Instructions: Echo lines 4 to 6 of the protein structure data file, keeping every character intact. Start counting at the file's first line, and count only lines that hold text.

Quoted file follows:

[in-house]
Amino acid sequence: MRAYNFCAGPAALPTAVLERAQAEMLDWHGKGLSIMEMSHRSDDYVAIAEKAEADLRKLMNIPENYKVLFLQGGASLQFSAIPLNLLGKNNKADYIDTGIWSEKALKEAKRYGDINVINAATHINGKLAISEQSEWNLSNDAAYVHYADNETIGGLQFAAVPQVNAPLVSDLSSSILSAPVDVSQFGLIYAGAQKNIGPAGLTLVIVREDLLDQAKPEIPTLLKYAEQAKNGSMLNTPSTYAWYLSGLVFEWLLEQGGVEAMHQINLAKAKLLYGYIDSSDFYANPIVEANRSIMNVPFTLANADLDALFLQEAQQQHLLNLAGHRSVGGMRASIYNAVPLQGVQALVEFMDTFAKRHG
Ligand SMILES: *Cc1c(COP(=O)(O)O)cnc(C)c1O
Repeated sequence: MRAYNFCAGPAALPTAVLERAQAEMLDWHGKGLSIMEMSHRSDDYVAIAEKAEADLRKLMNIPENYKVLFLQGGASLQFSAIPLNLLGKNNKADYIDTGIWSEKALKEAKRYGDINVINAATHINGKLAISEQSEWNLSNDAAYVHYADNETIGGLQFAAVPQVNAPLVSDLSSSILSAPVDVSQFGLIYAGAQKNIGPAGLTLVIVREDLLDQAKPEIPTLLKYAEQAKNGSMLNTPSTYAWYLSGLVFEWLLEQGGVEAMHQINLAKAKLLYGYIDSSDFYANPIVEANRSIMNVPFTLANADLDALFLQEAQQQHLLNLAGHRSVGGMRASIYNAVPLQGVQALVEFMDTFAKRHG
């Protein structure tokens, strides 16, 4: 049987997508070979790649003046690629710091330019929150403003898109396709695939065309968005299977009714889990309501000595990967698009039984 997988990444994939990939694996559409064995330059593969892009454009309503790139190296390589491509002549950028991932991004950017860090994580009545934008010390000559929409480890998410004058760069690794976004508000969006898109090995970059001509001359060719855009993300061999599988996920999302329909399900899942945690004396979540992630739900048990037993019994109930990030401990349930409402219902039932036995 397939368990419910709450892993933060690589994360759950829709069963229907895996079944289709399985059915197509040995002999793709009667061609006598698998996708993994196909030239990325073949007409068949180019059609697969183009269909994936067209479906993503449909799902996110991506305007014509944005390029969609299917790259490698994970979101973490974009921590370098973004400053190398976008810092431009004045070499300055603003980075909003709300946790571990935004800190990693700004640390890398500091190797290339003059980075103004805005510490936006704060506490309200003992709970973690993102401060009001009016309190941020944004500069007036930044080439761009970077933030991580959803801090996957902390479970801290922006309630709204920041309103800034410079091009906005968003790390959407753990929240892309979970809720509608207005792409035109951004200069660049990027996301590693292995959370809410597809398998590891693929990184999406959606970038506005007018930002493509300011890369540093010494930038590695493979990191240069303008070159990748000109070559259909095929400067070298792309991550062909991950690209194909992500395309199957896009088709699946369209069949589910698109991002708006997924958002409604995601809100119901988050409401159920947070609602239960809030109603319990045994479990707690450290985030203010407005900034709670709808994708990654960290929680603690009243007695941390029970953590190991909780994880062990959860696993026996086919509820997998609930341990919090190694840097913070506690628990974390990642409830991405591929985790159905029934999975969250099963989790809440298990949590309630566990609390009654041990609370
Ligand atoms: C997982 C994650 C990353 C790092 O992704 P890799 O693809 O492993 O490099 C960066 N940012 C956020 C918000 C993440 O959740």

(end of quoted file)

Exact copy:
Repeated sequence: MRAYNFCAGPAALPTAVLERAQAEMLDWHGKGLSIMEMSHRSDDYVAIAEKAEADLRKLMNIPENYKVLFLQGGASLQFSAIPLNLLGKNNKADYIDTGIWSEKALKEAKRYGDINVINAATHINGKLAISEQSEWNLSNDAAYVHYADNETIGGLQFAAVPQVNAPLVSDLSSSILSAPVDVSQFGLIYAGAQKNIGPAGLTLVIVREDLLDQAKPEIPTLLKYAEQAKNGSMLNTPSTYAWYLSGLVFEWLLEQGGVEAMHQINLAKAKLLYGYIDSSDFYANPIVEANRSIMNVPFTLANADLDALFLQEAQQQHLLNLAGHRSVGGMRASIYNAVPLQGVQALVEFMDTFAKRHG
């Protein structure tokens, strides 16, 4: 049987997508070979790649003046690629710091330019929150403003898109396709695939065309968005299977009714889990309501000595990967698009039984 997988990444994939990939694996559409064995330059593969892009454009309503790139190296390589491509002549950028991932991004950017860090994580009545934008010390000559929409480890998410004058760069690794976004508000969006898109090995970059001509001359060719855009993300061999599988996920999302329909399900899942945690004396979540992630739900048990037993019994109930990030401990349930409402219902039932036995 397939368990419910709450892993933060690589994360759950829709069963229907895996079944289709399985059915197509040995002999793709009667061609006598698998996708993994196909030239990325073949007409068949180019059609697969183009269909994936067209479906993503449909799902996110991506305007014509944005390029969609299917790259490698994970979101973490974009921590370098973004400053190398976008810092431009004045070499300055603003980075909003709300946790571990935004800190990693700004640390890398500091190797290339003059980075103004805005510490936006704060506490309200003992709970973690993102401060009001009016309190941020944004500069007036930044080439761009970077933030991580959803801090996957902390479970801290922006309630709204920041309103800034410079091009906005968003790390959407753990929240892309979970809720509608207005792409035109951004200069660049990027996301590693292995959370809410597809398998590891693929990184999406959606970038506005007018930002493509300011890369540093010494930038590695493979990191240069303008070159990748000109070559259909095929400067070298792309991550062909991950690209194909992500395309199957896009088709699946369209069949589910698109991002708006997924958002409604995601809100119901988050409401159920947070609602239960809030109603319990045994479990707690450290985030203010407005900034709670709808994708990654960290929680603690009243007695941390029970953590190991909780994880062990959860696993026996086919509820997998609930341990919090190694840097913070506690628990974390990642409830991405591929985790159905029934999975969250099963989790809440298990949590309630566990609390009654041990609370
Ligand atoms: C997982 C994650 C990353 C790092 O992704 P890799 O693809 O492993 O490099 C960066 N940012 C956020 C918000 C993440 O959740």